74 Thirdly, the nature of the claim may be relevant. If the claim is one in respect of which it is unlikely that standard insurance policies would provide legal expenses cover, this may be a further reason why it may be reasonable for the solicitor to take fewer steps to ascertain the position than might otherwise be the case.

75 Fourthly, the cost of the ATE premium may be a relevant factor. This is the point made at para 50 of Sarwar v Alam [2002] 1 WLR 125. In our judgment, it is as relevant to a question of breach of regulation 4(2)(c) as to a question of the reasonableness of the premium for the purposes of an assessment of costs pursuant to CPR r 44.4.

 76 Fifthly, if the claim has been referred to solicitors who are on a panel, it may be relevant that the referring body has already investigated the question of the availability of BTE. Whether it is reasonable to rely on any conclusion already reached will be a matter on which the panel solicitor must exercise his own judgment.

 77 It follows from the calibrated approach that we have suggested at paras 72—76 above that we do not consider that it is possible to give rigid guidance as to the questions a solicitor should ask in every case. In particular, in our judgment a solicitor is not required in every case to ask the client who says that he has a home, credit card or motor insurance or is a member of a trade union to send him the policy or trade union membership document (the first of the three approaches suggested by Mr McCue: see para 56 above). In some circumstances, it is reasonable for the solicitor to ask the further question whether the insurance covers legal expenses and to rely on the answer given by the client without further ado. In yet other cases, it is even reasonable to ask the client to answer what we have called the ultimate question.

The duty is also apt to include giving a client advice, on the best means to fund his case. It is not sufficient for the solicitor to set out his options expressionlessly: the duty can include “sending a client down the road”, if that is in his best interests, rather than retaining a client and certainly charging the client a success fee that had he utilised his BTE insurance he would not have had to pay.

Solicitors firms who do not comply with these duties will find themselves the subject matter of a complaint when they deduct a success fee from a client’s damages on the basis that they did not establish a client’s funding options or did not offer objective disinterested advice on what the client’s best course of action was.

The salmon run

Access to justice and angling make for unlikely bedfellows.

For many people, including lawyers, the notion of spending a day motionless, waiting for a salmon to take in the dark peaty pools of a Highland river, or watching a fly anxiously in the shallows of the Trent, might seem only marginally more attractive than watching paint dry.

And few legal historians would imagine that the Anglers Conservation Association (ACA), has much to add to the annals of costs law and practice.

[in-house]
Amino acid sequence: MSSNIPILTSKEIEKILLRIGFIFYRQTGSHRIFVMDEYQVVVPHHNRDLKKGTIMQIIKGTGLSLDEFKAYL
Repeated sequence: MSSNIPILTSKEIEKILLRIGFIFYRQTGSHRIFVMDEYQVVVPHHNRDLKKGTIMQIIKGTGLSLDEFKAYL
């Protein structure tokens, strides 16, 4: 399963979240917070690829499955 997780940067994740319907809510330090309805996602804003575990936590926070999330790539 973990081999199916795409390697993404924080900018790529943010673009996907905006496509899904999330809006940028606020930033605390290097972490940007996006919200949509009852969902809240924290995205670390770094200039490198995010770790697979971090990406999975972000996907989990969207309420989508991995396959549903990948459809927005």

That would be a mistake. For the story of the ACA offers a fascinating insight into both how access to justice and a campaign against environmental pollution has been quietly pursued over 50 years to remarkable effect.

The account that follows, is drawn from “Saving Our Streams” by Dr Roger Bate, published by the Institute of Economic Affairs (2001).

By the mid 1940s, there had been no fewer, than 16 Acts of Parliament, aimed at preventing or at least mitigating, the effects of pollution from the discharge of sewage and industrial waste into rivers and streams, the effect of which was to devastate the rivers and turn them into polluted,sterile, stinking open drains.

All of the Acts of Parliament had conspicuously failed, not least because some of the biggest polluters, were the very local authorities charged with enforcing the legislation.

The effect on the fish, inhabiting those waters, of unmitigated and unchecked pollution was devastating: the rivers were dying not in spite of the action of the state, but in large part because of it.

John Eastwood KC was an angler and a barrister. He had pondered the problem for many years, and in the periodical Country Fair, in 1951 wrote

While pollution was inevitable in Queen’s Victoria’s time, this was no longer the case. During this century science has made such strides that far the greater part of existing pollution can be stopped. This discovery completely alters our sense of values. If a vital industry can get rid of its effluent only by poisoning a river, there seems to be no answer; but if the effluent can be made harmless, is the industry entitled to destroy the pleasure of millions merely for the sake of cheaper production? An entirely new orientation of rights and duties has thus arisen. There is the relative duty of an industry to its shareholders, or a local authority to its ratepayers, and the wider duty of both to the general public. My second discovery was this. To all intents and purposes every Act of Parliament dealing with pollution is a penal Act-that is to say it creates pollution offence which are punishable in a criminal court. There is no Act dealing with the civil rights of an injured person. This has never been necessary because civil rights are part of the common law of the land. They are the basis of freedom, and prescribe that an individual shall enjoy what is his without undue interference.